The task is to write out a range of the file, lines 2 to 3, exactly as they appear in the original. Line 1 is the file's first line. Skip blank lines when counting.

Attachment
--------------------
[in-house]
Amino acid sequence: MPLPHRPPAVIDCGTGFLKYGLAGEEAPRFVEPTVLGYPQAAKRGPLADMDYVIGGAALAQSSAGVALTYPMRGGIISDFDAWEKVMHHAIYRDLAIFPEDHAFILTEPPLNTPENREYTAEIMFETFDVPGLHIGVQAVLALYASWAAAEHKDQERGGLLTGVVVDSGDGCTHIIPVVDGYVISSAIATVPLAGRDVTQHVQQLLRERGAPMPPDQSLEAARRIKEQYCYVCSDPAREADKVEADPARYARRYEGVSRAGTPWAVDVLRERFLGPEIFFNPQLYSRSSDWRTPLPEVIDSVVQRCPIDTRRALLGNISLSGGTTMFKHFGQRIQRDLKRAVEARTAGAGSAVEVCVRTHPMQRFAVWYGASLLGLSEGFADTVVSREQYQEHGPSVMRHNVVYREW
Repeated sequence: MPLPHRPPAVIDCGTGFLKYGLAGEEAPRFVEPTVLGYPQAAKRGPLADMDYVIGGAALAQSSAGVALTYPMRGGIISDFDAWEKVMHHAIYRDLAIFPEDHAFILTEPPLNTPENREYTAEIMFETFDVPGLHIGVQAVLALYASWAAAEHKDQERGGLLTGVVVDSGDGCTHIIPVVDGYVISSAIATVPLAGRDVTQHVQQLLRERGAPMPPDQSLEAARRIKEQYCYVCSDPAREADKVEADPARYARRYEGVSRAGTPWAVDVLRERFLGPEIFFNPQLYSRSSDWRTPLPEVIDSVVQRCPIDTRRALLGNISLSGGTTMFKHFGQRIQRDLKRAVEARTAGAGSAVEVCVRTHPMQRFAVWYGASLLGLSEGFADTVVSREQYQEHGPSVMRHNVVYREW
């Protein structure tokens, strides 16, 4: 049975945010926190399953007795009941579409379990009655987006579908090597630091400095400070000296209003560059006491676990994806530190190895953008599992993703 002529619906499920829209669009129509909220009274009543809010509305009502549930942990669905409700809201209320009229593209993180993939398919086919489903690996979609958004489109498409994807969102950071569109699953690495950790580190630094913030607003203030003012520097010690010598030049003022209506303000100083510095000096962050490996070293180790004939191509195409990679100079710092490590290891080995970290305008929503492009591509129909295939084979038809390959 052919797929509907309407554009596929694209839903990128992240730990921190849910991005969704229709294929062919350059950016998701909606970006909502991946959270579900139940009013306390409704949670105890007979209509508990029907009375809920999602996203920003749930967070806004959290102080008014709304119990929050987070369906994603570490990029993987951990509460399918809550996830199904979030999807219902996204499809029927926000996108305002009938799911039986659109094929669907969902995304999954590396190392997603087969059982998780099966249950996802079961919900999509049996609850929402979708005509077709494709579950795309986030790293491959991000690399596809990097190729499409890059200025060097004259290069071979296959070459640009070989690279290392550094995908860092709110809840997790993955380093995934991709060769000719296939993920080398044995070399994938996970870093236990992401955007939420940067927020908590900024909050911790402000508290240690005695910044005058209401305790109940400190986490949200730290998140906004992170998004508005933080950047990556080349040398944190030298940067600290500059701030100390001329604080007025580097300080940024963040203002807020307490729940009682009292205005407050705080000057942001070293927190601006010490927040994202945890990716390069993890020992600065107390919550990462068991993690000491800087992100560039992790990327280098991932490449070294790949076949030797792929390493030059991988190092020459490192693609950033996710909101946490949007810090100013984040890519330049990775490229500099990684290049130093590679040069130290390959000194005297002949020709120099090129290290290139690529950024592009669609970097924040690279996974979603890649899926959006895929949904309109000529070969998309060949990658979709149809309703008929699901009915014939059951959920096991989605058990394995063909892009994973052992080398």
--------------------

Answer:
Amino acid sequence: MPLPHRPPAVIDCGTGFLKYGLAGEEAPRFVEPTVLGYPQAAKRGPLADMDYVIGGAALAQSSAGVALTYPMRGGIISDFDAWEKVMHHAIYRDLAIFPEDHAFILTEPPLNTPENREYTAEIMFETFDVPGLHIGVQAVLALYASWAAAEHKDQERGGLLTGVVVDSGDGCTHIIPVVDGYVISSAIATVPLAGRDVTQHVQQLLRERGAPMPPDQSLEAARRIKEQYCYVCSDPAREADKVEADPARYARRYEGVSRAGTPWAVDVLRERFLGPEIFFNPQLYSRSSDWRTPLPEVIDSVVQRCPIDTRRALLGNISLSGGTTMFKHFGQRIQRDLKRAVEARTAGAGSAVEVCVRTHPMQRFAVWYGASLLGLSEGFADTVVSREQYQEHGPSVMRHNVVYREW
Repeated sequence: MPLPHRPPAVIDCGTGFLKYGLAGEEAPRFVEPTVLGYPQAAKRGPLADMDYVIGGAALAQSSAGVALTYPMRGGIISDFDAWEKVMHHAIYRDLAIFPEDHAFILTEPPLNTPENREYTAEIMFETFDVPGLHIGVQAVLALYASWAAAEHKDQERGGLLTGVVVDSGDGCTHIIPVVDGYVISSAIATVPLAGRDVTQHVQQLLRERGAPMPPDQSLEAARRIKEQYCYVCSDPAREADKVEADPARYARRYEGVSRAGTPWAVDVLRERFLGPEIFFNPQLYSRSSDWRTPLPEVIDSVVQRCPIDTRRALLGNISLSGGTTMFKHFGQRIQRDLKRAVEARTAGAGSAVEVCVRTHPMQRFAVWYGASLLGLSEGFADTVVSREQYQEHGPSVMRHNVVYREW